Amado Nervo, who was also known as Juan Crisóstomo Ruiz de Nervo was an important Mexican poet of the 19th century. He was born on August 27, 1870 and died on May 24, 1919. Apart from being a poet, he was also a journalist, an educator, and the Mexican Ambassador to Argentina as well as Uruguay.
This is a marvelous poem about being in control of your destiny and, ultimately, reaping what you sow. It is no wonder that my father liked it.
20 de marzo de 1915
Muy cerca de mi ocaso, yo te bendigo, vida,
porque nunca me diste ni esperanza fallida,
ni trabajos injustos, ni pena inmerecida;
porque veo al final de mi rudo camino
que yo fui el arquitecto de mi propio destino;
que si extraje las mieles o la hiel de las cosas,
fue porque en ellas puse hiel o mieles sabrosas,
cuando planté rosales, coseché siempre rosas.
Cierto, a mis lozanías va a seguir el invierno;
¡mas tú no me dijiste que mayo fuese eterno!
Hallé sin duda largas las noches de mis penas;
mas no me prometiste tan sólo noches buenas;
y en cambio tuve algunas santamente serenas...
Amé, fui amado, el sol acarició mi faz.
¡Vida, nada me debes! ¡Vida, estamos en paz!
March 20, 1915
Very near my sunset, I bless you, life,
because you never gave me neither unfulfilled hope,
nor unfair work, nor undeserved sorrow.
Because I see at the end of my rough road
that I was the architect of my own destiny;
and if I extracted the sweetness or the bitterness of things,
it was because I put sweetness or bitterness in them,
when I planted rose bushes, I always harvested roses.
Certainly, winter is going to follow my youth;
besides, you didn’t tell me that May was eternal!
I found without a doubt, long my nights of pain;
But you didn’t promise me only good nights;
And in exchange I had some holy peaceful ones...
I loved, I was loved, the sun caressed my face.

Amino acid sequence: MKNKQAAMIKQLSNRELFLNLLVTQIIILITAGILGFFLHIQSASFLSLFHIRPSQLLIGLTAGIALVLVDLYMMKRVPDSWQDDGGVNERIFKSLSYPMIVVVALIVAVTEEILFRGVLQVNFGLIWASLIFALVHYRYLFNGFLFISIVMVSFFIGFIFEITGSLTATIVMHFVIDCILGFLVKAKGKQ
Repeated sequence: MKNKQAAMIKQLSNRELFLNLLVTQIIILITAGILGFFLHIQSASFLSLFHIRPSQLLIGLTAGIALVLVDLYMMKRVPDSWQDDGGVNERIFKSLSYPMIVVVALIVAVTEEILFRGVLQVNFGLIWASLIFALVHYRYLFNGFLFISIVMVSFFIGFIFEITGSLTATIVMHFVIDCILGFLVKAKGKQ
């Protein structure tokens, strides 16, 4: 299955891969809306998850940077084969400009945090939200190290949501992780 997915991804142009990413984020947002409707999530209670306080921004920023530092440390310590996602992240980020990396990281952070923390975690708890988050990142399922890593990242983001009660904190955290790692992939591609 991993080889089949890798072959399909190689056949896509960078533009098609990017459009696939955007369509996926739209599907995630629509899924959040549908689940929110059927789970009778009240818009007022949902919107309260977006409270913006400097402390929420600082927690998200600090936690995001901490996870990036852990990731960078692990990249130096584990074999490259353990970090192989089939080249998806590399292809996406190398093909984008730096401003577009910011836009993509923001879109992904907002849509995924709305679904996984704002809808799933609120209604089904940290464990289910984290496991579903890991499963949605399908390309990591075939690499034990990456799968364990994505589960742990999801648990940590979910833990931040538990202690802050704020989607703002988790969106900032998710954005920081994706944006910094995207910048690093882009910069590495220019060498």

Life, you owe me nothing! Life, we are at peace!
The video below is an interview by Jian Ghomeshi of Joni Mitchell. It's a fabulous interview of this tremendously talented woman – a renaissance woman; although I am certain that she would not like that label. I've known that she was a very successful and gifted visual artist, but I was surprised to hear her say that she was a painter first and that she applies painting principles to music. Sigh . . .
There was so much I enjoyed about the interview – one being this poem she wrote at 16. It's titled, The Fish Bowl.
The fish bowl is a world diverse / where fishermen with hooks that dangle / from the bottom reel up their catch / on gilded bait without a fight. / Pike, pickerel, bass, the common fish / ogle through distorting glass / see only glitter, glamour, gaiety / and weep for fortune lost. / Envy the goldfish? Why? / His bubbles are breaking 'round the rim / while silly fishes faint for him.
I also walked away from the video with a nugget of wisdom. It is this succinctly insightful comment she made about her music:
If you listen to the music and you see me, you're not getting anything out of it. If you listen to the music and you see yourself, it'll probably make you cry and you'll learn something about yourself; and now, you're getting something out of it.
It was so perfectly said that I am compelled to borrow her words! If you, look at my art and you see me, you're not getting anything out of it. If you look at my art and see yourself, it'll probably make you feel something, and you'll learn something about yourself; and now, you're getting something out of it.
So happy to announce the opening of my solo exhibit, Fragmentos. Although it is already open to the public, the opening reception will be on Thursday, January 16th from 6:30 to 8:30.
I am also looking forward to seeing two other exhibits that open on the same date and time – As Cosmopolitans & Strangers and Galería Sin Fronteras. For details, click on the links provided.
The image shown below is from the National Museum of Mexican Art's website and the following is their link:
The painting is one of the pieces in my exhibit Plum Girl, 47.50 x 48 inches, Oil on Wood Panel, August 2013.